Step 4: Remove the Blank From the Mold and Cut to Size

After the epoxy if completely hardened it can be removed from the silicon mold. Like previously stated this mold does not require the use of mold release and the blank comes out of the silicon mold cleanly and easily. Just push up on the blank from the bottom of the mold and the blank will come right out as the mold is turned inside out. Then simply push the mold back to its original shape. Once the blank is removed from the silicon mold use the pen barrel that came with the pen kit and measure the length of barrel. Cut the blank slightly longer than this length. Make sure to trim one end of the blank first so it is square. With the blank cut to length lay the barrel along one edge to ensure that the blank is slightly longer than the pen barrel.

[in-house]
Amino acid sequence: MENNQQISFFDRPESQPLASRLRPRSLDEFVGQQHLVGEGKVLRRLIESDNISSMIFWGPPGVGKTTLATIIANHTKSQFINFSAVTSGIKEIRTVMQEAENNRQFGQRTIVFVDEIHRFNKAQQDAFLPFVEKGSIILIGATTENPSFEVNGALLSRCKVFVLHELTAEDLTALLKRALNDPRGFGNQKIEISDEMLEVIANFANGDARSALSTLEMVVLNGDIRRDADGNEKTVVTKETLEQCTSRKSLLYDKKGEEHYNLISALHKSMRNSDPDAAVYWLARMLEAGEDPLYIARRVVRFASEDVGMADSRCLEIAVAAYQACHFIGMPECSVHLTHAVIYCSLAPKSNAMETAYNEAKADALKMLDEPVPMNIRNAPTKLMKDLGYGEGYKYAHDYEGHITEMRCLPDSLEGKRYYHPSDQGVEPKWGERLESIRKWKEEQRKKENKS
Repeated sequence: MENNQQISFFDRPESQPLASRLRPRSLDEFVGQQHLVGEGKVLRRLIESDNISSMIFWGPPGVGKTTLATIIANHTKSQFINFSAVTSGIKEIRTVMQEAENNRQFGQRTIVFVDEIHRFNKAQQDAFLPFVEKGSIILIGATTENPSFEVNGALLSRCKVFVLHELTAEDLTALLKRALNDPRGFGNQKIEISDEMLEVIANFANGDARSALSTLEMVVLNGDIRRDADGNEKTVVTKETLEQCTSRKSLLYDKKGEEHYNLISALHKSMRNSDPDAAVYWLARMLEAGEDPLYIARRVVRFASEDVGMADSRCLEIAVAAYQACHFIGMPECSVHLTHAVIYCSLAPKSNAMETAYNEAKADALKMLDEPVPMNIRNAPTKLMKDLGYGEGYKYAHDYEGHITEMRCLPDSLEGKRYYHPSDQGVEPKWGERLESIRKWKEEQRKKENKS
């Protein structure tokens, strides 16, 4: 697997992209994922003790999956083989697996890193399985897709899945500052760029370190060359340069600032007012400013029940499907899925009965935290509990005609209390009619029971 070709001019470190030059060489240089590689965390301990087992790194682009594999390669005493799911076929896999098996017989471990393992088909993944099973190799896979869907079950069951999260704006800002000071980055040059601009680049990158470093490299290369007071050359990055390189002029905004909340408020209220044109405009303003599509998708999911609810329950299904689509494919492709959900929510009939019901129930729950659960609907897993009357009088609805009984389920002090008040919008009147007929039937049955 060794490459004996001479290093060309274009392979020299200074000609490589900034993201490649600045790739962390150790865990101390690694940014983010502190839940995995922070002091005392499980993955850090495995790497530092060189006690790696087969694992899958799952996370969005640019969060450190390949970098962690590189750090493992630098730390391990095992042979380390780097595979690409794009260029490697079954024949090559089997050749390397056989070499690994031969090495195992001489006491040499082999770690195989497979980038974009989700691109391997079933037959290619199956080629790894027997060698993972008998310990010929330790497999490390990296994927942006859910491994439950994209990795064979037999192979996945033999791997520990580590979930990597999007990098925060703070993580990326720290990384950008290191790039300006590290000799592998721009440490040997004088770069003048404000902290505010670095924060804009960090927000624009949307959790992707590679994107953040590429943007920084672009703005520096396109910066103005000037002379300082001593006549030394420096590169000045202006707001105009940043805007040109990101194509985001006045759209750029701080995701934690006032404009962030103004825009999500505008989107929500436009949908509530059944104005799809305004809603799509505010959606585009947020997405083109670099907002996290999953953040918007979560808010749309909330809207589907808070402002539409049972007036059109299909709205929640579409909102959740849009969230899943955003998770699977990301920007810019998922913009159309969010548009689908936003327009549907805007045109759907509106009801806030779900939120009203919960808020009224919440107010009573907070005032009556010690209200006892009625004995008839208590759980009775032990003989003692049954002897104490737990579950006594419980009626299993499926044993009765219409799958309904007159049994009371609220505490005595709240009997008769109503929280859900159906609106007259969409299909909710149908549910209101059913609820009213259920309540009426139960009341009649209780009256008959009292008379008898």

Step 5: Install and Trim Barrel

To install the barrel of the pen into the blank first you need to bore the hole that the barrel will be inserted into. For this pen kit it used a 10.5 mm drill bit. Using the pen jaws on the lathe chuck . Insert the blank into the jaws and insert the drill bit into the drill chuck in the tail stock. With the lathe on a medium speed drill the hole all the way through the blank from end to end. With the hole drilled scuff the pen barrel with a heavy grit sandpaper and then apply a small bead of glue to the barrel. While inserting the barrel into the hole in the blank twist the blank to help spread an even coat of the glue around the inside of the hole around the barrel. Let the glue completely dry and then use the barrel trimmer tool to trim the barrel flat and this step also removes any excess glue that may have crept into the end of the barrel.